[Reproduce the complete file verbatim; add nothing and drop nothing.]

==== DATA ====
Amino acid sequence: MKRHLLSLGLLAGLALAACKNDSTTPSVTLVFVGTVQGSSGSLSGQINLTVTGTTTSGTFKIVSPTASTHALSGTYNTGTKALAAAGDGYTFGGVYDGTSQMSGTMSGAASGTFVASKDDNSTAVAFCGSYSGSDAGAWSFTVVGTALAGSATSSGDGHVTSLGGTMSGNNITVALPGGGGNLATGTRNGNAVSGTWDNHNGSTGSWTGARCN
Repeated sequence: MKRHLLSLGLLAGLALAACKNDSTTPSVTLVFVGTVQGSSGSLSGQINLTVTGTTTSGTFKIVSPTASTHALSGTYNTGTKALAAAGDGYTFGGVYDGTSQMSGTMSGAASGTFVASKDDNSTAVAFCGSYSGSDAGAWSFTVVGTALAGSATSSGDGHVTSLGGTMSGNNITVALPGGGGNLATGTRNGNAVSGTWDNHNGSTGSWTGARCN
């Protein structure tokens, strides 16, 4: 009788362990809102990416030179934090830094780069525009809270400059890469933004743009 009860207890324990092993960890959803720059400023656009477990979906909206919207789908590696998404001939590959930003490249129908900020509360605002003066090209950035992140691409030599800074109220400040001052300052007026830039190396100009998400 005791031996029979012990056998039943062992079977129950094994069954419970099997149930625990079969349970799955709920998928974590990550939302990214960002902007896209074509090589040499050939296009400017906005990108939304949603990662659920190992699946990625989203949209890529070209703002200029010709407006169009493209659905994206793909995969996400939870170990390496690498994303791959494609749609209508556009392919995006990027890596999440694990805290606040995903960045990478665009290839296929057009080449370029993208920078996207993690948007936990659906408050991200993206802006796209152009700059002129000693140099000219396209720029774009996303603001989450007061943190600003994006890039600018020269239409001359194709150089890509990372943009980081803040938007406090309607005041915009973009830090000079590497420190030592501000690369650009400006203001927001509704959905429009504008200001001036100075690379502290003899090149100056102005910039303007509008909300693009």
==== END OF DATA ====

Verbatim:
Amino acid sequence: MKRHLLSLGLLAGLALAACKNDSTTPSVTLVFVGTVQGSSGSLSGQINLTVTGTTTSGTFKIVSPTASTHALSGTYNTGTKALAAAGDGYTFGGVYDGTSQMSGTMSGAASGTFVASKDDNSTAVAFCGSYSGSDAGAWSFTVVGTALAGSATSSGDGHVTSLGGTMSGNNITVALPGGGGNLATGTRNGNAVSGTWDNHNGSTGSWTGARCN
Repeated sequence: MKRHLLSLGLLAGLALAACKNDSTTPSVTLVFVGTVQGSSGSLSGQINLTVTGTTTSGTFKIVSPTASTHALSGTYNTGTKALAAAGDGYTFGGVYDGTSQMSGTMSGAASGTFVASKDDNSTAVAFCGSYSGSDAGAWSFTVVGTALAGSATSSGDGHVTSLGGTMSGNNITVALPGGGGNLATGTRNGNAVSGTWDNHNGSTGSWTGARCN
């Protein structure tokens, strides 16, 4: 009788362990809102990416030179934090830094780069525009809270400059890469933004743009 009860207890324990092993960890959803720059400023656009477990979906909206919207789908590696998404001939590959930003490249129908900020509360605002003066090209950035992140691409030599800074109220400040001052300052007026830039190396100009998400 005791031996029979012990056998039943062992079977129950094994069954419970099997149930625990079969349970799955709920998928974590990550939302990214960002902007896209074509090589040499050939296009400017906005990108939304949603990662659920190992699946990625989203949209890529070209703002200029010709407006169009493209659905994206793909995969996400939870170990390496690498994303791959494609749609209508556009392919995006990027890596999440694990805290606040995903960045990478665009290839296929057009080449370029993208920078996207993690948007936990659906408050991200993206802006796209152009700059002129000693140099000219396209720029774009996303603001989450007061943190600003994006890039600018020269239409001359194709150089890509990372943009980081803040938007406090309607005041915009973009830090000079590497420190030592501000690369650009400006203001927001509704959905429009504008200001001036100075690379502290003899090149100056102005910039303007509008909300693009």